C. Hart Merriam and the Life Zones Concept
The idea of mapping how plants and animals are distributed across landscapes neither began nor ended with C. Hart Merriam, but Merriam's work at the end of the 19th century was a milestone in the newly developing science of ecology. His careful field work and affiliation with the US Department of Agriculture led to wide acceptance of his "life zones" concept.
In 1889 Merriam proposed to his superiors in the federal government that he be authorized to carry out an extensive biological survey of a high mountain region "where different climates and zones of animal and plant life succeed each other from base to summit." He decided San Francisco Mountain in the Arizona Territory would be an appropriate study area "because of its southern position, isolation, great altitude, and proximity to an arid desert."
Merriam and his expedition members arrived in Flagstaff on July 26, 1889. For the next two months the scientists completed extensive field work in the high forests of the peaks, out in the Painted Desert to the east, and at the Grand Canyon. The exceptional biodiversity witnessed by Merriam and his party in this relatively small geographic area led to his first publications delineating "life zones" on a regional scale.
Merriam believed that climatic gradients, especially temperature, largely determined what type of vegetative community one may find in a given location, and that these gradients were largely a function of latitude and elevation. As one moves upward in elevation temperatures decrease and precipitation increases. His regional life zones generally followed elevational belts. At 5000 feet at the northern base of the San Francisco Peaks a grassland community might be found, but just a few thousand feet higher at 7000 feet stands a ponderosa pine forest. Each of Merriam's life zones had one or more dominant species helping delineate that particular zone, e.g., ponderosa pine being the primary indicator of his "Transition" zone. Six of the zones defined by Merriam occur in relatively close proximity on the southern Colorado Plateau, from the hot depths of the lower Grand Canyon to the windswept tundra atop the San Francisco Peaks.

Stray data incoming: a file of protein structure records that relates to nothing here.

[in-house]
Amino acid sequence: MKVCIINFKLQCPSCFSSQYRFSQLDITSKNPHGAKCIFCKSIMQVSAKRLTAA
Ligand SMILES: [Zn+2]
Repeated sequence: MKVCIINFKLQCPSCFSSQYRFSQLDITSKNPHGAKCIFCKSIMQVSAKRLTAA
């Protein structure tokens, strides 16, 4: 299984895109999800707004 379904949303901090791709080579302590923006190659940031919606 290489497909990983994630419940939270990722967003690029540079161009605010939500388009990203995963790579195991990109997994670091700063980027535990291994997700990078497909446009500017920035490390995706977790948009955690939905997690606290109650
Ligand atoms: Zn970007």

Merriam used his work on San Francisco Mountain to extrapolate life zones for all of North America, emphasizing that his work in Arizona was of little interest if not applied on a larger scale. He completed a map in 1893 delineating the major life zones of the continent. Although his conclusions significantly influenced early biological thought about the American west, further study has shown that there are numerous other factors affecting the distribution of biota, including aspect (i.e., which direction the slope is facing), wildfire history and frequency, and soil type. Nevetheless, modern ecologists still consider roughly Merriam's same zones the major biomes of North America.
Merriam, C. H. and Steineger, L. 1890. Results of a biological survey of the San Francisco mountain region and the desert of the Little Colorado, Arizona. North American Fauna Report 3. U.S. Department of Agriculture, Division of Ornithology and Mammalia, Washington, D.C., 136 pp.
Phillips, Arthur M. III, House, Dorothy A., and Phillips, Barbara G. 1989. Expedition to the San Francisco Peaks: C. Hart Merriam and the Life Zone Concept. Museum of Northern Arizona Plateau 60: 19-30.
Sterling, K. B. 1974. The Last of the Naturalists-The Career of C. Hart Merriam. Arno Press, New York, NY.